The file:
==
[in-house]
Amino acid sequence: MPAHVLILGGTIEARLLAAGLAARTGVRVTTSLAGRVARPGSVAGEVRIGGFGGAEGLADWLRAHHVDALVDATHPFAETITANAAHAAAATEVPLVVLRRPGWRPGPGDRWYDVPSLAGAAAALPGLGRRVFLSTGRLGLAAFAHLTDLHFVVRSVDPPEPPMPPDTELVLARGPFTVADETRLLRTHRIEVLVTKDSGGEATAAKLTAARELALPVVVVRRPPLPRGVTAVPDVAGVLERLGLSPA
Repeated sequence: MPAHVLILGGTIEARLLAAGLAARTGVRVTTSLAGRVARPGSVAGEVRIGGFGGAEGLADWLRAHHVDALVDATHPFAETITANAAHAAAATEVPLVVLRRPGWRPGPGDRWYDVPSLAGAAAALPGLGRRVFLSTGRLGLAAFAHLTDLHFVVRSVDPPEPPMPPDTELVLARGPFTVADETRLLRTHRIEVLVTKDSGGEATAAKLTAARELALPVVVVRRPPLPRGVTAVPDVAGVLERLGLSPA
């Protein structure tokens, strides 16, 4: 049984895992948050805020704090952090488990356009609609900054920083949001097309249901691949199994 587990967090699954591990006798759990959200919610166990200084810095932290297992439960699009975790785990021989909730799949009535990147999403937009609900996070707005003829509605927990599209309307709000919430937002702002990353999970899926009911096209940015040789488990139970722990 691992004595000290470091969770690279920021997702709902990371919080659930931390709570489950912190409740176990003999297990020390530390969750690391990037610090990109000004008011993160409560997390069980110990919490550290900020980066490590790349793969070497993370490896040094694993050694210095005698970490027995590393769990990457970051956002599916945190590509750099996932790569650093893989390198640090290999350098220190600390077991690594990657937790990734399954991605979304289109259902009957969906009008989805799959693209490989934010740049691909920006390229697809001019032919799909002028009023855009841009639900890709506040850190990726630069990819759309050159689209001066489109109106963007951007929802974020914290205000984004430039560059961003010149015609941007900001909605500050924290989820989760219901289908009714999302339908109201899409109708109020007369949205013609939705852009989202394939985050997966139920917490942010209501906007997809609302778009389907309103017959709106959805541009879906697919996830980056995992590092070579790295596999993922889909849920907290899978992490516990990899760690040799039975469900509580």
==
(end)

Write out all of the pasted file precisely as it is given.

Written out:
[in-house]
Amino acid sequence: MPAHVLILGGTIEARLLAAGLAARTGVRVTTSLAGRVARPGSVAGEVRIGGFGGAEGLADWLRAHHVDALVDATHPFAETITANAAHAAAATEVPLVVLRRPGWRPGPGDRWYDVPSLAGAAAALPGLGRRVFLSTGRLGLAAFAHLTDLHFVVRSVDPPEPPMPPDTELVLARGPFTVADETRLLRTHRIEVLVTKDSGGEATAAKLTAARELALPVVVVRRPPLPRGVTAVPDVAGVLERLGLSPA
Repeated sequence: MPAHVLILGGTIEARLLAAGLAARTGVRVTTSLAGRVARPGSVAGEVRIGGFGGAEGLADWLRAHHVDALVDATHPFAETITANAAHAAAATEVPLVVLRRPGWRPGPGDRWYDVPSLAGAAAALPGLGRRVFLSTGRLGLAAFAHLTDLHFVVRSVDPPEPPMPPDTELVLARGPFTVADETRLLRTHRIEVLVTKDSGGEATAAKLTAARELALPVVVVRRPPLPRGVTAVPDVAGVLERLGLSPA
């Protein structure tokens, strides 16, 4: 049984895992948050805020704090952090488990356009609609900054920083949001097309249901691949199994 587990967090699954591990006798759990959200919610166990200084810095932290297992439960699009975790785990021989909730799949009535990147999403937009609900996070707005003829509605927990599209309307709000919430937002702002990353999970899926009911096209940015040789488990139970722990 691992004595000290470091969770690279920021997702709902990371919080659930931390709570489950912190409740176990003999297990020390530390969750690391990037610090990109000004008011993160409560997390069980110990919490550290900020980066490590790349793969070497993370490896040094694993050694210095005698970490027995590393769990990457970051956002599916945190590509750099996932790569650093893989390198640090290999350098220190600390077991690594990657937790990734399954991605979304289109259902009957969906009008989805799959693209490989934010740049691909920006390229697809001019032919799909002028009023855009841009639900890709506040850190990726630069990819759309050159689209001066489109109106963007951007929802974020914290205000984004430039560059961003010149015609941007900001909605500050924290989820989760219901289908009714999302339908109201899409109708109020007369949205013609939705852009989202394939985050997966139920917490942010209501906007997809609302778009389907309103017959709106959805541009879906697919996830980056995992590092070579790295596999993922889909849920907290899978992490516990990899760690040799039975469900509580």